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Togs on or Togs off? Perineal outcomes for women who birth in water compared to women who do not

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      Background

      Women with low-risk pregnancies who birthed at a Birth Centre co-located at a northern Queensland tertiary hospital have the option to birth in water. Controversy exists over the perineal outcomes for waterbirths. To provide women with advice regarding birth options, more evidence is required. This study aimed to assess whether there was any difference in the rates and severity of perineal trauma for women with low-risk pregnancies who birthed in water compared to those who did not birth in water.

      Methods

      Perinatal data pertaining to all women who gave birth at a Birth Centre, co-located within the grounds of a tertiary referral hospital, during the period 1 October 2010 – 31 December 2021 were reviewed retrospectively.

      Results

      Of the 1,748 women who birthed in the Centre during the study period.
      702 (40.2%) birthed in water. Women who birthed in water were statistically more likely to have an intact perineum (that is not have any genital trauma) compared to women who did not birth in water (ꭓ2 = 6.643, df=1, p=0,10). Similarly, women who birthed in water were statistically less likely to have severe perineal trauma (defined as a third- or fourth-degree tear), compared to those who did not birth in water (ꭓ2= 7.448, df = 1, p=0.006). Secondary outcomes were also statistically significant. Women who birthed in water required less narcotic analgesia compared to those who did not birth in water (ꭓ2= 41.538, df = 1, p=0.000), and were less likely to have a postpartum haemorrhage (ꭓ2= 7.565, df = 1, p=0.006).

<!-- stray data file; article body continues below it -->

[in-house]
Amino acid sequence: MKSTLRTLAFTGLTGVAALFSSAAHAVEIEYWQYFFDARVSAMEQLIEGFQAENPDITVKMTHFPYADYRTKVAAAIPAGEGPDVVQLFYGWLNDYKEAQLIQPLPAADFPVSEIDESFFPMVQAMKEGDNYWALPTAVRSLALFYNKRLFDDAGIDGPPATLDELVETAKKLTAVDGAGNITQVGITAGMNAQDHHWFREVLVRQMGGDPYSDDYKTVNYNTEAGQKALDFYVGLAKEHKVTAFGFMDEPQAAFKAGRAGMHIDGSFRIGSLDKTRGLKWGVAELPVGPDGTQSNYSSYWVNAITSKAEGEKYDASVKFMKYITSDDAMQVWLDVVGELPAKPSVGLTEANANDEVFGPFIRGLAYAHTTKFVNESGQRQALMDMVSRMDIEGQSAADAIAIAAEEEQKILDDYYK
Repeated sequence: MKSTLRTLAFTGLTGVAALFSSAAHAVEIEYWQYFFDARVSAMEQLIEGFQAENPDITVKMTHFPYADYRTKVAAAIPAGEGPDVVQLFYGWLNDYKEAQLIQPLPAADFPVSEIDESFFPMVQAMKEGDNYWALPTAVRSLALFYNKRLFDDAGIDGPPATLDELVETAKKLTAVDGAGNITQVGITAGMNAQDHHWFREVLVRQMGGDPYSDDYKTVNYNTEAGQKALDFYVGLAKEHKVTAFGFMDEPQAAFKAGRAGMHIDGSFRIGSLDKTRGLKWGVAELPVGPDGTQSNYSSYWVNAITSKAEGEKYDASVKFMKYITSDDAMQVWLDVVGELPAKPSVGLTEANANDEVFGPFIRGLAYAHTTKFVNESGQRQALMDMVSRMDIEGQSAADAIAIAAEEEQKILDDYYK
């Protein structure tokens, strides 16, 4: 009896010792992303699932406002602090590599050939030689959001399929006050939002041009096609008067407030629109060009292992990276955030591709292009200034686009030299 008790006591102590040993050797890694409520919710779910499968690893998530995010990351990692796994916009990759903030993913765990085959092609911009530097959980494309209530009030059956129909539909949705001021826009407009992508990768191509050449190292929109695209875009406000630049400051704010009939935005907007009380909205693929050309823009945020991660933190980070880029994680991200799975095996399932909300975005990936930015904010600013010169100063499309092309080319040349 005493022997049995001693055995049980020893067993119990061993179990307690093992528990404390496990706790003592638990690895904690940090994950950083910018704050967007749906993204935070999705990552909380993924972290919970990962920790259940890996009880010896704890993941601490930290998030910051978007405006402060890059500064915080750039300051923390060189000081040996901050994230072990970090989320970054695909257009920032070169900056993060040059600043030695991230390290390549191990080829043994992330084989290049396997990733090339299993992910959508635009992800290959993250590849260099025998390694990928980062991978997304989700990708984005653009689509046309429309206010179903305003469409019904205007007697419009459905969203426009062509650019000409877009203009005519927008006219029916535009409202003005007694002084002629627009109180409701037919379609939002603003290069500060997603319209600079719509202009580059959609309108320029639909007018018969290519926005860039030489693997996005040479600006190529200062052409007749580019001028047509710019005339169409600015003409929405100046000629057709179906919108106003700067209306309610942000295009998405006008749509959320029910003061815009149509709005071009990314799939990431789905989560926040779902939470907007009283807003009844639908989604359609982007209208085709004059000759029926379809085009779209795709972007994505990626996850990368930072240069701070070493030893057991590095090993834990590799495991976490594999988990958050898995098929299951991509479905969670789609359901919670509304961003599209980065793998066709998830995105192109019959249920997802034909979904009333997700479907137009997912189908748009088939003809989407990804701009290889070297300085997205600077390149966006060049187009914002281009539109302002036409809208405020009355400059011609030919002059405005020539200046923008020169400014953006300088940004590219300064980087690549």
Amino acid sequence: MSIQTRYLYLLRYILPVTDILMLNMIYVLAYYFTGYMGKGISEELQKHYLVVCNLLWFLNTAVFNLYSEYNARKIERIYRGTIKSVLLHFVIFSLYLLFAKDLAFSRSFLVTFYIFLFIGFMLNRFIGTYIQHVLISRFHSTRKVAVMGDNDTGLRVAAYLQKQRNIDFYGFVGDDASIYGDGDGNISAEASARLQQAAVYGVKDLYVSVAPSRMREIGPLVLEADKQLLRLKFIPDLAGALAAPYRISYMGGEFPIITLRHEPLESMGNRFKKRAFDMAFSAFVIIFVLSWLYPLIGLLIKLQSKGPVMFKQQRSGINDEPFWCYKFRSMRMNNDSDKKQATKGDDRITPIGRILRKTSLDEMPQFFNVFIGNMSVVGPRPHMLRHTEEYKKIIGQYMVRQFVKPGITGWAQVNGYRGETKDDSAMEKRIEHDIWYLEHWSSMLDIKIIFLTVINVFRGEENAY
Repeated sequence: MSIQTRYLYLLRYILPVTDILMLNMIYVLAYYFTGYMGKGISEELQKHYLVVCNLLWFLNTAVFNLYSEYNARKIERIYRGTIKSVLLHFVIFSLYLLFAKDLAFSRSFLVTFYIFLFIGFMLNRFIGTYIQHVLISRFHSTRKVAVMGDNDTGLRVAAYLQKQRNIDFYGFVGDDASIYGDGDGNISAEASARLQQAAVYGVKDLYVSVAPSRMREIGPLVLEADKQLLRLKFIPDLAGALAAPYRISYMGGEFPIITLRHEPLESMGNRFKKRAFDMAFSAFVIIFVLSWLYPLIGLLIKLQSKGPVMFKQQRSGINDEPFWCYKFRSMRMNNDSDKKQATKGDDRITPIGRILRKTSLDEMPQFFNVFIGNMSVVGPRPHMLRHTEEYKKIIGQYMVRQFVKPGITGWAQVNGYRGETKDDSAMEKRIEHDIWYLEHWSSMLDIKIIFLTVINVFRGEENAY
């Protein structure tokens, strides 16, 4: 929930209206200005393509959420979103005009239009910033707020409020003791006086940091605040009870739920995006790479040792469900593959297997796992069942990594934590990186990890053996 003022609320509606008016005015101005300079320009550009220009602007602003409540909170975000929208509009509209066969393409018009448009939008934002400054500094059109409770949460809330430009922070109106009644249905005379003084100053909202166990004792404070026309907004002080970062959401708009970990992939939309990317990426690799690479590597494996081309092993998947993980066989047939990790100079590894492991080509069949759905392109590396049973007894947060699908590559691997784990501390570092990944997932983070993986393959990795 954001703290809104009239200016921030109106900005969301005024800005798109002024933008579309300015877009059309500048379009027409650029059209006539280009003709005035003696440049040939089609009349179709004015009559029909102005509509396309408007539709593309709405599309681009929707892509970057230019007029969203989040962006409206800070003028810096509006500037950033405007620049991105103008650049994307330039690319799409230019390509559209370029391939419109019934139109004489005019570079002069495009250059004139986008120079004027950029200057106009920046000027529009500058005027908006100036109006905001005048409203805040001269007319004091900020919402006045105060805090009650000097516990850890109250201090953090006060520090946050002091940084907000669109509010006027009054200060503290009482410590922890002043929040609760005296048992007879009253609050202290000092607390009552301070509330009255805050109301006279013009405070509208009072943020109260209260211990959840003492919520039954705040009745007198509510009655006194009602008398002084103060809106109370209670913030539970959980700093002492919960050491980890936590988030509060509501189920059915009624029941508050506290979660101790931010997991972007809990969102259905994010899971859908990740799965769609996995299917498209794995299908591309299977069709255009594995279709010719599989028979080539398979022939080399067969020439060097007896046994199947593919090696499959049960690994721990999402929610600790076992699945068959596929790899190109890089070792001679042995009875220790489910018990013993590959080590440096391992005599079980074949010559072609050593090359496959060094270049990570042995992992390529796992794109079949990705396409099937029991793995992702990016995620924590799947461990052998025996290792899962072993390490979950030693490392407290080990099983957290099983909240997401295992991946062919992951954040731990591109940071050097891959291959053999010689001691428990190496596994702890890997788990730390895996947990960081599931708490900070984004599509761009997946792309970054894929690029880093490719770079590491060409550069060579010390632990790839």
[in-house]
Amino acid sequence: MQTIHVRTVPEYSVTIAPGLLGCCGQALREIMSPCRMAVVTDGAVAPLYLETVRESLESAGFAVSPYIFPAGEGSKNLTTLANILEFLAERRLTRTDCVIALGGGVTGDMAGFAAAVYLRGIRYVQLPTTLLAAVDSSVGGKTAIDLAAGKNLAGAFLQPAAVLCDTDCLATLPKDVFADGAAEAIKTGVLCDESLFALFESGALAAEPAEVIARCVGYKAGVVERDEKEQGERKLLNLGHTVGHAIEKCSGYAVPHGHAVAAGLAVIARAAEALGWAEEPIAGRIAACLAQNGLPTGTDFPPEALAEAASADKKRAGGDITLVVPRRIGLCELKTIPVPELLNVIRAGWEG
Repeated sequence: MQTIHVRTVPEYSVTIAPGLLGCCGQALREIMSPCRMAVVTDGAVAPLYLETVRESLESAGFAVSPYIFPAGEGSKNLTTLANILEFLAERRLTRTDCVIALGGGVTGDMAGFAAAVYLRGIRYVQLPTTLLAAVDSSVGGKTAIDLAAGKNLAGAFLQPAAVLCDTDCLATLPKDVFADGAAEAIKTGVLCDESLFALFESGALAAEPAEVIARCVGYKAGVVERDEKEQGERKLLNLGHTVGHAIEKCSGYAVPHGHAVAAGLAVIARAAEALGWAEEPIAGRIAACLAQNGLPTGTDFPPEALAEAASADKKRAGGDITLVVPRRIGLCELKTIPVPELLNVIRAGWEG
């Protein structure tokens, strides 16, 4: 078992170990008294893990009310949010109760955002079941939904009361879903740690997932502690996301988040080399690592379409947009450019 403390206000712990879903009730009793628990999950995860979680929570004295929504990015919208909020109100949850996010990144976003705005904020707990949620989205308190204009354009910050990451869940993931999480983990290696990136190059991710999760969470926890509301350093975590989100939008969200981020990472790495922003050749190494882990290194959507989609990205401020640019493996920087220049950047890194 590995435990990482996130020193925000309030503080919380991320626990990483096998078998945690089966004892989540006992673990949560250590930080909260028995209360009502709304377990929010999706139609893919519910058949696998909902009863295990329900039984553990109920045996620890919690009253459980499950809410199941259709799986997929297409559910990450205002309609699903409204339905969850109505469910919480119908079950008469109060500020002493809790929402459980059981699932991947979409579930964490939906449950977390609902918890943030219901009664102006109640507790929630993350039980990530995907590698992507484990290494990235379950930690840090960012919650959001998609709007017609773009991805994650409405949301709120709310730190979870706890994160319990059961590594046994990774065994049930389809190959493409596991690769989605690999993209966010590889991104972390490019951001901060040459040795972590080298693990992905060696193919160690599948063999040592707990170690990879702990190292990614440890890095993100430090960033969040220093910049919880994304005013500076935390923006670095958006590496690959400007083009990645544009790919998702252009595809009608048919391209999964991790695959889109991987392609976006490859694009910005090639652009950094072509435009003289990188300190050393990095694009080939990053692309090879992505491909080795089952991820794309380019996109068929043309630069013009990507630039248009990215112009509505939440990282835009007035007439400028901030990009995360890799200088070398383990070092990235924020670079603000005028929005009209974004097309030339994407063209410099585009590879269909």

Implications

      In this low-risk population, waterbirth is associated with an increase in intact perineums and a decrease in severe perineal trauma. Women who are choosing to avoid narcotic analgesia would benefit from waterbirth. Midwives counselling women on the benefits of waterbirth can present these findings to assist women in making decisions regarding their birth options and use of water in labour and birth. Given these positive outcomes of data pertaining to over a decade of practice, we feel confident in providing this information to women who plan to birth in the Birth Centre.
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